November 11, 2008
OCTOBER 17, 2008 --BINGHAMTON, NEW YORK -- Rich Vitto, founding partner of OCV Architects, is making a better New York by re-tooling a century-old Historic YWCA building in Binghamton, N.Y.. This challenging gut rehabilitation required a great deal of funding savvy, efficient design, and the courage to ask “why not”? Tapping into the building’s strengths, Vitto helped the YWCA raise funds from a variety of sources by designating childcare facilities, offices, and planning for a gym. Funding came in waves, but Vitto’s design, documents and schedules were flexible enough to adapt to the opportunities and challenges as they arose.
The existing dormitory-style housing was converted to 54 individual apartments outfitted with new 3-piece bathrooms and full kitchens. Common areas include TV lounges, a computer lab and laundry on every floor. This Binghamton and Broome County YWCA also required office space and facilities to operate 6 supportive and special needs programs. These critical offerings include transitional living for adults and young adults, emergency shelter for victims of domestic violence, and three permanent supportive housing programs for homeless women and their children. From counseling and healthcare, to career preparation and education, someone seeking shelter from the Binghamton YWCA will also realize a whole new set of skills, goals and the outlook to re-enter the world as the strong woman that she is. The old building was completely reconfigured and geared to support all the programs under this one, cheerful, new roof.
The project challenges went beyond the apparent disrepair. As with any building project, sometimes you don’t know what’s there until you open up the walls. As phase 2 began, while the tenants were moved from the east half of the building to the newly renovated west side of the building, Rich Vitto was confronted with an a-typical infrastructure. He had to redesign phase 2 within a week to accommodate the building’s quirks as well as the project schedule. Even these surprises were met at every turn in the spirit of hope. A spirit of ‘it will get done’. Without this attitude, the project stood little chance of success. In fact, skeptical representatives in Albany called the project a “White Elephant”, stating that the YWCA project amounted to turning a “sow’s ear into a silk purse”. The H.H.A.P. of New York ultimately came around as Vitto built their confidence in OCV’s ability to get the job done.
At the ribbon cutting ceremony on October 17, Carole Coppens, Executive Director of the YWCA, presented the developer, the contractor and Richard Vitto with a sow’s ear and a silk purse — a testament to the amazing results of the groups’ dedicated efforts. To Richard Vitto, she presented something more, a plaque dedicating the new Child Care Center in Rich’s name. This acknowledgement, which brought the cheering crowd to their feet, (including the Mayor of Binghamton, Matt Ryan) was met with a very characteristic, humble and succinct ‘thanks’ from Mr. Vitto.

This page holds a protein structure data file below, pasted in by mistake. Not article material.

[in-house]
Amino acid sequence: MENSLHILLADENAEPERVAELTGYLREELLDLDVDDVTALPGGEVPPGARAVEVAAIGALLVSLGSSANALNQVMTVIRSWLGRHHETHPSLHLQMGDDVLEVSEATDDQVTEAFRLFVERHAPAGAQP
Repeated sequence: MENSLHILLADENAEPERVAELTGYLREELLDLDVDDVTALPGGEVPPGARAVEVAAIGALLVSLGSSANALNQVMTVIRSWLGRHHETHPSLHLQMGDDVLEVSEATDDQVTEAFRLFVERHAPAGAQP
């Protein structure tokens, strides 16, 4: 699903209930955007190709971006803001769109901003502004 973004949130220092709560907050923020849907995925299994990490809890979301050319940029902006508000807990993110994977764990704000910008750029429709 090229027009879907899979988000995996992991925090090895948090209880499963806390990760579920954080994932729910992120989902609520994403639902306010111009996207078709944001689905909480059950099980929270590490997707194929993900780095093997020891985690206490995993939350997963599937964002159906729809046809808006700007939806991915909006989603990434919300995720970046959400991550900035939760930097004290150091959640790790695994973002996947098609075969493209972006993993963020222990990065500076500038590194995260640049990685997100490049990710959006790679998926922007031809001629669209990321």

And that spirit persists as the YWCA pursues funding for one last area; the 23 foot swimming pool located below the ground floor — a feature intended to be used by tenants as part of a comprehensive ‘wellness’ program at the YWCA. When asked if he would undertake another challenge at the YWCA, Mr. Vitto replied, “Well, I’d be surprised if they didn’t call me I guess”.
About the YWCA
The YWCA USA is a women's membership movement nourished by its roots in the Christian faith and sustained by the richness of many beliefs and values. Strengthened by diversity, the YWCA draws together members who strive to create opportunities for women's growth, leadership, and power in order to attain a common vision: peace, justice, freedom, and dignity for all people. The YWCA will thrust its collective power toward the elimination of racism, wherever it exists, and by any means necessary.
Posted on November 11, 2008 05:24 PM|Permalink
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Oaklander, Coogan and Vitto, P.C., is a versatile, client-driven architecture firm serving the New York Metropolitan area since 1973. Specializing in affordable and special-needs housing, the firm has partnered with many notable urban housing authorities and development groups to create multi-family housing, private homes, commercial spaces, schools, churches and community centers with great respect for each site’s urban landscape, history and culture.
OCV is also a member of The U.S. Green Building Council